The next time I saw “Rocky,” I was entranced. I was 16 years old, dressed in little enough clothing to stun my mother, and so excited I could have burst. At the Clinton Street Theatre, I watched actors perform in front of a screen, a “shadow cast,” they called themselves. They were dressed in perfectly screen accurate costumes, performing the movie as it played along behind them. Every word the characters said, the actors would mouth. Every dance move was done in sync with the screen. Every minute finger twitch or foot shuffle was perfectly synced up. It was incredible.

 

The audience was lively and intense. They shouted vulgar callbacks at the screen. They screamed and hooted and hollered. It was irreverent and ridiculous, over the top and perfect.

 

I went to see the show again and again. I dragged all of my friends to see it with me. They enjoyed it, but didn’t have the same obsession I did.  One day, the director cornered me after a show. “I’ve seen you here a lot. How old are you?” he asked me.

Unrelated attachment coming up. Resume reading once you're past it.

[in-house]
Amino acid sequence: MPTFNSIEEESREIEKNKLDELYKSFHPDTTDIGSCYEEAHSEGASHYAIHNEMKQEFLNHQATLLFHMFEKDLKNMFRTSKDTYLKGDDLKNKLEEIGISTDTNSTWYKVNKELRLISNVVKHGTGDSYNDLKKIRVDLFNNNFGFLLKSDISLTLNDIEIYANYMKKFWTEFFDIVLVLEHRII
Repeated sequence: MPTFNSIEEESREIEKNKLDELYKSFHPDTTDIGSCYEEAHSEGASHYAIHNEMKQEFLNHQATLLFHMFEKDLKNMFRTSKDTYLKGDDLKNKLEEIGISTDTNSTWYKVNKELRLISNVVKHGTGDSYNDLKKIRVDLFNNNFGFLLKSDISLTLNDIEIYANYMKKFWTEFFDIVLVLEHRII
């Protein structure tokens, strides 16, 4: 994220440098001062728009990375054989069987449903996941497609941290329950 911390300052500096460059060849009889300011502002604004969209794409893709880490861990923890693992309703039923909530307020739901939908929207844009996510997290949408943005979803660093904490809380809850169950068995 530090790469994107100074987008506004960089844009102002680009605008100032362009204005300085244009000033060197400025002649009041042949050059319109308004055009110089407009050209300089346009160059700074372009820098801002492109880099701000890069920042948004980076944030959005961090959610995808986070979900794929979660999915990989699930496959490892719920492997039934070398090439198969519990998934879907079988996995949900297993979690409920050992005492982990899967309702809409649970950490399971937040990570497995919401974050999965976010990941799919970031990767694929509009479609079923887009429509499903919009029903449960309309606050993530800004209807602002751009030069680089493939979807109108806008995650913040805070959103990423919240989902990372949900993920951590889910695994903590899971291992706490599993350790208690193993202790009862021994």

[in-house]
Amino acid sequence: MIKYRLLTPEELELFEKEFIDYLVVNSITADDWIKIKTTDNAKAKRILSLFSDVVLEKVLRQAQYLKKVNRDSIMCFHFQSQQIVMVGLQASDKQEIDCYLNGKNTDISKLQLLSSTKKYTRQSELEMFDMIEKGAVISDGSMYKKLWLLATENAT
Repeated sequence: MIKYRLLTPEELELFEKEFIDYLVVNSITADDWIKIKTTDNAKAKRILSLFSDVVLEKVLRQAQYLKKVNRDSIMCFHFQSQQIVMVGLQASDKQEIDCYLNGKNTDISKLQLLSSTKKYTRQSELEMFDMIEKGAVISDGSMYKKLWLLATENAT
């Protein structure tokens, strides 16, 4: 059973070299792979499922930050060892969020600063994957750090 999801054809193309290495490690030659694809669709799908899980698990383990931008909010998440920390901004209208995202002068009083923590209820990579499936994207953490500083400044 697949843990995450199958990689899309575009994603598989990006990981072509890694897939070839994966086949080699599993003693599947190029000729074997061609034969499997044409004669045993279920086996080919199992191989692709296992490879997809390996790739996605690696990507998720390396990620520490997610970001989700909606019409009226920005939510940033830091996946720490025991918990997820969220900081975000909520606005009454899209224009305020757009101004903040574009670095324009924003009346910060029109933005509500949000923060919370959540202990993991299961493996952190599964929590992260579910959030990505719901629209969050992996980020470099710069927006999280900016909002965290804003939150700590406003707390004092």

“Eighteen,” I answered. By about two months. I was still skeptical of my alleged adulthood.

 

“You wanna audition? We’ve got open rolls.”

 

It was like the world had been handed to me on a silver platter.

 

The first time I performed in “Rocky,” it was one of the best nights of my life. I had no idea what I was doing. I’d never been so scantily dressed in front of so many people. I didn’t know half of my cues. I’d only just memorized my lines. I was so nervous, I almost threw up. It was beautiful. The audience cheered for me like they’d never seen a bigger star. My castmates welcomed me to the family. I crept along the stage, cringing as my hunchback handyman character. I smirked at Brad and Janet, I danced the Time Warp. I came sprinting onstage to kill half the characters at the end of the show!

 

I’ve been performing with my cast — my family — for a year now. My college friends associate me with “Rocky” now. They know where to find me on Saturday nights. I’ve never been happier, or fit in anywhere better. It’s a strange group of ragtag queer kids, theatre kid burn-outs, and those who have just wandered in. This is what makes life worth living. This is sheer joy. In the mire of work and college, this show has given me life.

 

I sometimes think back on the horrified 11-year-old who first watched the movie. If only he could see himself now…